Over the years NLS has been involved in many cases involving compulsive hoarding in a housing context, and we have learnt first hand the difficulty and complexity of such matters, as well as of the dearth of resources available to hoarders and their advocates. Today, compulsive hoarding is increasingly part of the public consciousness. Yet this complex issue is often reduced to garish portrayals on reality television or to stereotypical depictions in the media when recounting the actual or potential health and safety risks of such compulsive behaviour.
This is why a recent scholarly article in the Canadian Journal of Poverty Law by Lauren Blumas, a Student-at-Law at Toronto law firm Iler Campbell, is particularly important. Ms. Blumas neatly analyzes compulsive hoarding through the lens of human rights law and the social disability model, parsing out the psychological, psycho-social and legal dimensions of a difficult and complicated issue. As a result, Ms. Blumas paints a picture of compulsive hoarding that is rich, nuanced, and humane. Most importantly, it presents a fulsome account of compulsive hoarding in a housing context that stands in stark contrast to the popular caricatures and stereotypes associated with this difficult and sometimes debilitating disability. Further, the recommendations contained in the article for dealing with compulsive hoarding as a social and legal issue deserve to be taken seriously by advocates, housing providers and decision makers alike. We hope that Ms. Blumas' article will be read widely, and will urge others to contribute to this under-studied field.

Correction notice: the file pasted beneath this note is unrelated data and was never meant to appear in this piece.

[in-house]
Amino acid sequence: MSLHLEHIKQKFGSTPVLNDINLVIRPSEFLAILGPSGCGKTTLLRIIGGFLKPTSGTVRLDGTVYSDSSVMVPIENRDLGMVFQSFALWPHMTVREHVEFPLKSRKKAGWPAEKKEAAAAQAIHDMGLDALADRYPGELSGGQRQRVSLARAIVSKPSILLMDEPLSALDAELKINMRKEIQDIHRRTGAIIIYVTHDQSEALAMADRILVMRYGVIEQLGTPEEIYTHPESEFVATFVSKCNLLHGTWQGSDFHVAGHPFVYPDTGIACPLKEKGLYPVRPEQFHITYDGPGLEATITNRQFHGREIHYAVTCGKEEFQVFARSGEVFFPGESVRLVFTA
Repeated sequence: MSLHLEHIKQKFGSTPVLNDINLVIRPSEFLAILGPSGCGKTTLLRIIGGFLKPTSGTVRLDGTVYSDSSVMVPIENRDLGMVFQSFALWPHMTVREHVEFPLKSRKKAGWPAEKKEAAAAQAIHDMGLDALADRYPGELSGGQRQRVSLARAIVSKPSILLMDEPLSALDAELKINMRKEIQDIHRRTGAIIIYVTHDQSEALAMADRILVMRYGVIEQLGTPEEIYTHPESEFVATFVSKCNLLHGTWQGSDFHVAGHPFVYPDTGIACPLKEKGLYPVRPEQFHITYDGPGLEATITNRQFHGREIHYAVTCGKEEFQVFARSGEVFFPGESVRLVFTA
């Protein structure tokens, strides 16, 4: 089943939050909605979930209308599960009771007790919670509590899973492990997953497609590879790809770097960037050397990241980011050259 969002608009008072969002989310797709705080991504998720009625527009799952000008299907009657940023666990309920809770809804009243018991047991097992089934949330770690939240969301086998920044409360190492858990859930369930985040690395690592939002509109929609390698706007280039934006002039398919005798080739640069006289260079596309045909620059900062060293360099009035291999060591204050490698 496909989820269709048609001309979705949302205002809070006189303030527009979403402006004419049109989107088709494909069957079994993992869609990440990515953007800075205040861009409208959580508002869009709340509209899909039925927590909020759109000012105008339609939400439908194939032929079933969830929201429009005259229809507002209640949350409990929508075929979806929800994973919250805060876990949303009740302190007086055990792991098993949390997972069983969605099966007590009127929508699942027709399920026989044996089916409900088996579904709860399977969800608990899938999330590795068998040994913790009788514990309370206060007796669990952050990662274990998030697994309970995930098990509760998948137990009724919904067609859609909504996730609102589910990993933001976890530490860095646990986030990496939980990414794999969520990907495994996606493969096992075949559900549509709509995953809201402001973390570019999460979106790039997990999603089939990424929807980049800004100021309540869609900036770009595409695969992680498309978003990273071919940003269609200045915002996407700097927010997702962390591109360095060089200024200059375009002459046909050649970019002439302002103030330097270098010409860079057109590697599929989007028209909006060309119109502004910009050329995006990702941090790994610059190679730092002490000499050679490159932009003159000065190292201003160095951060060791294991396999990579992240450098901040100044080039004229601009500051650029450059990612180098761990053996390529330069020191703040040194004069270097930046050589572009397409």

Read the full article here OR download a pdf copy.
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